If hunters have no standard for dog work, they might as well pick up their own birds. If they never train with a pro, the rest of your statement will be accurate, which is why I suggested doing so in the first place.

I will add the word "successfully" to the comment about my youngster. She is the first dog I have owned that I could say that about, without reservation. Do I feel that I am "doing her a disservice" by not giving her the chance to run FT's? Not only no, but hell no; and more importantly, neither does she. All she knows, or cares about, is that when Mom says "let's go to work", good stuff is gonna happen.
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Re: thoughts on pedigree

Postby cluckmeister » Sat Jul 05, 2014 1:26 pm

hunter doesn't have to achieve a standard. If a hunter doesn't know what a standard is, they don't know which tests are tough, and which ones are easy. They have no frame of reference. And they will NEVER learn how to actually train a Retriever.


Doc, by reading your statement then, a working dog or dog that doesn't attend or have been trained for field trials etc isn't a retriever from your view point? I guess they should be listed in the AKC as a Labrador Duck Getter or Chesapeake Bay Duck Getter. And the hunters that train them to their own standard of what they desire in a duck dog are red headed step cousins to the guys that train dogs for field trials
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Re: thoughts on pedigree

Postby HNTFSH » Sat Jul 05, 2014 3:59 pm

Let's face it, use this site as the example and proof.

MOST people who just hunt, and don't test or trial, do not train as much, as complex, or as purposefully, as those people that do. If you think otherwise you are naive.

Doesn't mean they are not happy with whatever their dog does. Whether they care or know isn't the point. The point is in the first sentence.

Also, the OP said the dog and the TRAINER regrading disservice. Ya'll missed that?

And I still don't know what the hell a ribbon has to do with anything?????? Where does that comment fit in?

And yes, trial/test training can be FAR more complex than hunting dog training. Trickier yet is blending best of both worlds performance. Go hire someone to run your promising dog in a Derby and let us know how it goes, takes the 'claim' to a new level.

I really doubt too many 'hunters' (of which I do first above testing) were out running set-ups today. Might had a few bumper tosses at the local creek or pond, a little heel exercise or gun intro - but that's about it I'd guess.

Nice weather here today though for picking up ducks! Oh yea, propagated banded ones, not the single frozen bird you may have thought to save out for training 6 months ago.

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Re: thoughts on pedigree

Postby Rick Hall » Sat Jul 05, 2014 4:05 pm

Nice park-like training site, that.
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Re: thoughts on pedigree

Postby HNTFSH » Sat Jul 05, 2014 4:19 pm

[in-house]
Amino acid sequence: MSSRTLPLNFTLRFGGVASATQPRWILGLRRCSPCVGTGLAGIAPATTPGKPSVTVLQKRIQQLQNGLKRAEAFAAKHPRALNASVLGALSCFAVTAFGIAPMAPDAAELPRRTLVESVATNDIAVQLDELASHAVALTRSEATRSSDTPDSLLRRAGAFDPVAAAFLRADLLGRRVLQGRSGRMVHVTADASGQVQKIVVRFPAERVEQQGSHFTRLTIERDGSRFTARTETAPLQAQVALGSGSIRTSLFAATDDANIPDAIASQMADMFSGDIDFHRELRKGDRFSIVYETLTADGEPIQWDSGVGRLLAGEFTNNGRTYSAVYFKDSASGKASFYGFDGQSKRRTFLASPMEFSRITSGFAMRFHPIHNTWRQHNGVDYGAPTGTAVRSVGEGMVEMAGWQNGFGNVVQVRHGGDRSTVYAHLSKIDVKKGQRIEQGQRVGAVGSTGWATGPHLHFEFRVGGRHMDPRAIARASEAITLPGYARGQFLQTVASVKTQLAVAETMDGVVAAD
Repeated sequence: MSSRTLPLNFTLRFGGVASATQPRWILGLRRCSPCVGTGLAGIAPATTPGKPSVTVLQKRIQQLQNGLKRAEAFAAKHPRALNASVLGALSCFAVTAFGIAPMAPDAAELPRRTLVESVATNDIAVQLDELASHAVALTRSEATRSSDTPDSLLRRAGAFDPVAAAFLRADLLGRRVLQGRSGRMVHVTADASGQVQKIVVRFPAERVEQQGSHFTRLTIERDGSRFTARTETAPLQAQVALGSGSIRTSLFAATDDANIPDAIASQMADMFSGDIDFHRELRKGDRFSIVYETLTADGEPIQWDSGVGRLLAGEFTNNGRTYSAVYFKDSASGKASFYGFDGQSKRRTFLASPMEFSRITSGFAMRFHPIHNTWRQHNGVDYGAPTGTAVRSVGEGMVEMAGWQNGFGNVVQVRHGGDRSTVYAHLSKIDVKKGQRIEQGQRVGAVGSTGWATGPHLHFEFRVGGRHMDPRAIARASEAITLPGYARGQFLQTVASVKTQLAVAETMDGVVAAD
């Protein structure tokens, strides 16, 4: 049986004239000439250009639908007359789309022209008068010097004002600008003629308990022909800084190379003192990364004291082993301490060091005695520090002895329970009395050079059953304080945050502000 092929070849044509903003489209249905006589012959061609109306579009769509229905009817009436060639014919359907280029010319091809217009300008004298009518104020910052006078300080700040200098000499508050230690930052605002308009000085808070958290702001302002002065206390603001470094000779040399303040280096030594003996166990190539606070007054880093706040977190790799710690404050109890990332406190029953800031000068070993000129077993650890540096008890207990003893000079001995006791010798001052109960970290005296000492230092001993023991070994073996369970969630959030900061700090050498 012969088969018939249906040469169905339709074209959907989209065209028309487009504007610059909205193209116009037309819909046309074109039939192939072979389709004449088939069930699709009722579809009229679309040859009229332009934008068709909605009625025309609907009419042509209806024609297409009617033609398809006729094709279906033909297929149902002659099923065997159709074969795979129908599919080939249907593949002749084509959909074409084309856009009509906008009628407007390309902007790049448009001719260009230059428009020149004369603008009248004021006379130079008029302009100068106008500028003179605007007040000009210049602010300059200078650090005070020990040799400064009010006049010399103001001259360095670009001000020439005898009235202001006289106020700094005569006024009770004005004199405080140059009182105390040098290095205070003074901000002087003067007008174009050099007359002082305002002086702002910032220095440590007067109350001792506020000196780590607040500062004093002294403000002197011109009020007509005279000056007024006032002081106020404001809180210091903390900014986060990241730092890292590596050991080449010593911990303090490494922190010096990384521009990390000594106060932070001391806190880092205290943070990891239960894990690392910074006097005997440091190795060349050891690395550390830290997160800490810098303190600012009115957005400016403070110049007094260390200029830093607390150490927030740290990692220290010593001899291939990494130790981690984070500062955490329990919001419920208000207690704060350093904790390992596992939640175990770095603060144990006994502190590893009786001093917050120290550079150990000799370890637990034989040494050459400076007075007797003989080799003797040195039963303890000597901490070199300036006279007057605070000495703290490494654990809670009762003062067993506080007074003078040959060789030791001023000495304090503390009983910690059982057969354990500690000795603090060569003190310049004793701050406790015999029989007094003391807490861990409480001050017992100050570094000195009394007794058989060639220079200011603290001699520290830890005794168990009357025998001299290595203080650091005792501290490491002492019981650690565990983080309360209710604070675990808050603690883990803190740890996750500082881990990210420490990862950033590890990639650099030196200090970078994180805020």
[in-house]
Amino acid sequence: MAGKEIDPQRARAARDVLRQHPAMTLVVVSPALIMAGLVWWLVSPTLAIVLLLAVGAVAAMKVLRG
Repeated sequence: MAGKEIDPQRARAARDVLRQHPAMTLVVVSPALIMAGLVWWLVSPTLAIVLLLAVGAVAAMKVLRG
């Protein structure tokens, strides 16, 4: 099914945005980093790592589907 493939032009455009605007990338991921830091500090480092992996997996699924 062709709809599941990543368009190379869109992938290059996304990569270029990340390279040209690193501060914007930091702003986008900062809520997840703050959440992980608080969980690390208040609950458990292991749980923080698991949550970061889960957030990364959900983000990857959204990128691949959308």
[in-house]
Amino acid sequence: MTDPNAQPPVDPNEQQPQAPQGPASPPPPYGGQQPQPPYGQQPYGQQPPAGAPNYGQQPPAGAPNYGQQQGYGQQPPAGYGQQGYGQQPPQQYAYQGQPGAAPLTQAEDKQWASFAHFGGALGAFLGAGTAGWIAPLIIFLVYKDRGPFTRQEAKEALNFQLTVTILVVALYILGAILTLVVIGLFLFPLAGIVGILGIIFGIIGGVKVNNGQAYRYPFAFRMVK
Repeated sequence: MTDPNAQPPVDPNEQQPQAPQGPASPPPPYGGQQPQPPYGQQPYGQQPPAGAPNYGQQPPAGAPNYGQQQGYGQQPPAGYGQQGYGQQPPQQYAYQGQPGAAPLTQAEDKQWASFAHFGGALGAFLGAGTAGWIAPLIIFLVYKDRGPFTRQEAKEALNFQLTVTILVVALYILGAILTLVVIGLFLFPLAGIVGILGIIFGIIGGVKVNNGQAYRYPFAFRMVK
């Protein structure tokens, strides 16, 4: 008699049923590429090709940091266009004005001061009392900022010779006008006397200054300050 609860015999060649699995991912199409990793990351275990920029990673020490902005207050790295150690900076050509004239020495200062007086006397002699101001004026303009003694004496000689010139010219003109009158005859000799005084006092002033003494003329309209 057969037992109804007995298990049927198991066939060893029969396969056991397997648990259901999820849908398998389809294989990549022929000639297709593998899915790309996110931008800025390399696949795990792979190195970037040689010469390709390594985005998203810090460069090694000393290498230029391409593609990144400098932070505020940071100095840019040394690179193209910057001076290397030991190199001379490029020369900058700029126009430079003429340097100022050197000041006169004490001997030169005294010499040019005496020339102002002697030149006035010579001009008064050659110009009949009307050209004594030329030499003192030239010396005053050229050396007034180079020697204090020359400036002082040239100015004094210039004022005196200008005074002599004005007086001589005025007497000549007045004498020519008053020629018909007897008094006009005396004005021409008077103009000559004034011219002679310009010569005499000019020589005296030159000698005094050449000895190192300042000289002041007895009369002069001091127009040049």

Rick Hall wrote:Nice park-like training site, that.


Happy to be invited. Hay cut yesterday. Got airbrushed today while training. Great opportunity on private grounds for 300/400 yard multiples, land/water/land/water marks/blinds and a newly built swim-by pond. Not to mention a couple gators to save some walking.

Also nice to run with one of the top Golden trialers in the country. Nice to see a Golden work and blow away my young lab.
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Re: thoughts on pedigree

Postby cluckmeister » Sat Jul 05, 2014 4:20 pm

looks like a super place to bang at a few doves also
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Re: thoughts on pedigree

Postby Dawnsearlylight » Sat Jul 05, 2014 5:41 pm

[quote="HNTFSH"]Let's face it, use this site as the example and proof.

MOST people who just hunt, and don't test or trial, do not train as much, as complex, or as purposefully, as those people that do. If you think otherwise you are naive.

Doesn't mean they are not happy with whatever their dog does. Whether they care or know isn't the point. The point is in the first sentence.

Also, the OP said the dog and the TRAINER regrading disservice. Ya'll missed that?

And I still don't know what the hell a ribbon has to do with anything?????? Where does that comment fit in?

And yes, trial/test training can be FAR more complex than hunting dog training. Trickier yet is blending best of both worlds performance. Go hire someone to run your promising dog in a Derby and let us know how it goes, takes the 'claim' to a new level.

I really doubt too many 'hunters' (of which I do first above testing) were out running set-ups today. Might had a few bumper tosses at the local creek or pond, a little heel exercise or gun intro - but that's about it I'd guess.

Nice weather here today though for picking up ducks! Oh yea, propagated banded ones, not the single frozen bird you may have thought to save out for training 6 months ago.

Glad to see you qualify the above statements with words like "Most people", and "can be far more complex", leaves room for the outliers who train above the norm. I already agreed that the average hunter/wannabe trainer is not likely to be training to a higher level. Hell, I get guys coming to me who have no clue what a trained dog is capable of. I am not arguing that point.

And as for your snotty remark about the frozen bird, I have a specific use in mind for that particular bird. My live birds, ducks AND pigeons AND chukars have been propagating their little gonads off since March, and are still at it. I find it a bit unfortunate that one cannot make a light-hearted comment without drawing snark - and from a moderator no less.
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Re: thoughts on pedigree

Postby HNTFSH » Sat Jul 05, 2014 5:54 pm

Dawnsearlylight wrote:Glad to see you qualify the above statements with words like "Most people", and "can be far more complex", leaves room for the outliers who train above the norm. I already agreed that the average hunter/wannabe trainer is not likely to be training to a higher level. Hell, I get guys coming to me who have no clue what a trained dog is capable of. I am not arguing that point.